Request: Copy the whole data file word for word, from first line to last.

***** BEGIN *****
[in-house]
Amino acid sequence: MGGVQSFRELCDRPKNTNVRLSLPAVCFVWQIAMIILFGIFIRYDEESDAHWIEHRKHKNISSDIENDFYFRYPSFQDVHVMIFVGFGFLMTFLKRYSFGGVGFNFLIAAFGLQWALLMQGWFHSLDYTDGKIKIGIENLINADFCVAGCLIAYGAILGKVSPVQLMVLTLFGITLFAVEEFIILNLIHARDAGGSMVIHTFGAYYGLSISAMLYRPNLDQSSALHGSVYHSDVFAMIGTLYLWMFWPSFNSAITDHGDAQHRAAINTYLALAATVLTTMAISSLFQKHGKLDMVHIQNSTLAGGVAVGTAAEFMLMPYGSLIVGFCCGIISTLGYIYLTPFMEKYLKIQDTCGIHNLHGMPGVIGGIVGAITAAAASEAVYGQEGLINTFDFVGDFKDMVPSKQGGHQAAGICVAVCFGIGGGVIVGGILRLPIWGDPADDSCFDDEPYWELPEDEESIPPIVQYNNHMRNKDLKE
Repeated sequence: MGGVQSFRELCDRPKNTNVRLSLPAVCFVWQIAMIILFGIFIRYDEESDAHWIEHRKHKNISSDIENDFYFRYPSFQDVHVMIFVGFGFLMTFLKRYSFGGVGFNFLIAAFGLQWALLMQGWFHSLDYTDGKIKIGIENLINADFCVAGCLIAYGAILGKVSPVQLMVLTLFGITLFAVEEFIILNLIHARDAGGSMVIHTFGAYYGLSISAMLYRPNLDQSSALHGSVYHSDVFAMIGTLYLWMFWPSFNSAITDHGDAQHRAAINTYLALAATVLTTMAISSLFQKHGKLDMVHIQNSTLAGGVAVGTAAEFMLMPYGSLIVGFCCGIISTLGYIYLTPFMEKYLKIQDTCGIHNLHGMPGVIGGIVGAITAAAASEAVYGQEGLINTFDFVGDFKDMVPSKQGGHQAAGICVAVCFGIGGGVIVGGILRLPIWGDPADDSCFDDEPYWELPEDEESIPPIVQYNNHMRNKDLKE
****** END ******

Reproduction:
[in-house]
Amino acid sequence: MGGVQSFRELCDRPKNTNVRLSLPAVCFVWQIAMIILFGIFIRYDEESDAHWIEHRKHKNISSDIENDFYFRYPSFQDVHVMIFVGFGFLMTFLKRYSFGGVGFNFLIAAFGLQWALLMQGWFHSLDYTDGKIKIGIENLINADFCVAGCLIAYGAILGKVSPVQLMVLTLFGITLFAVEEFIILNLIHARDAGGSMVIHTFGAYYGLSISAMLYRPNLDQSSALHGSVYHSDVFAMIGTLYLWMFWPSFNSAITDHGDAQHRAAINTYLALAATVLTTMAISSLFQKHGKLDMVHIQNSTLAGGVAVGTAAEFMLMPYGSLIVGFCCGIISTLGYIYLTPFMEKYLKIQDTCGIHNLHGMPGVIGGIVGAITAAAASEAVYGQEGLINTFDFVGDFKDMVPSKQGGHQAAGICVAVCFGIGGGVIVGGILRLPIWGDPADDSCFDDEPYWELPEDEESIPPIVQYNNHMRNKDLKE
Repeated sequence: MGGVQSFRELCDRPKNTNVRLSLPAVCFVWQIAMIILFGIFIRYDEESDAHWIEHRKHKNISSDIENDFYFRYPSFQDVHVMIFVGFGFLMTFLKRYSFGGVGFNFLIAAFGLQWALLMQGWFHSLDYTDGKIKIGIENLINADFCVAGCLIAYGAILGKVSPVQLMVLTLFGITLFAVEEFIILNLIHARDAGGSMVIHTFGAYYGLSISAMLYRPNLDQSSALHGSVYHSDVFAMIGTLYLWMFWPSFNSAITDHGDAQHRAAINTYLALAATVLTTMAISSLFQKHGKLDMVHIQNSTLAGGVAVGTAAEFMLMPYGSLIVGFCCGIISTLGYIYLTPFMEKYLKIQDTCGIHNLHGMPGVIGGIVGAITAAAASEAVYGQEGLINTFDFVGDFKDMVPSKQGGHQAAGICVAVCFGIGGGVIVGGILRLPIWGDPADDSCFDDEPYWELPEDEESIPPIVQYNNHMRNKDLKE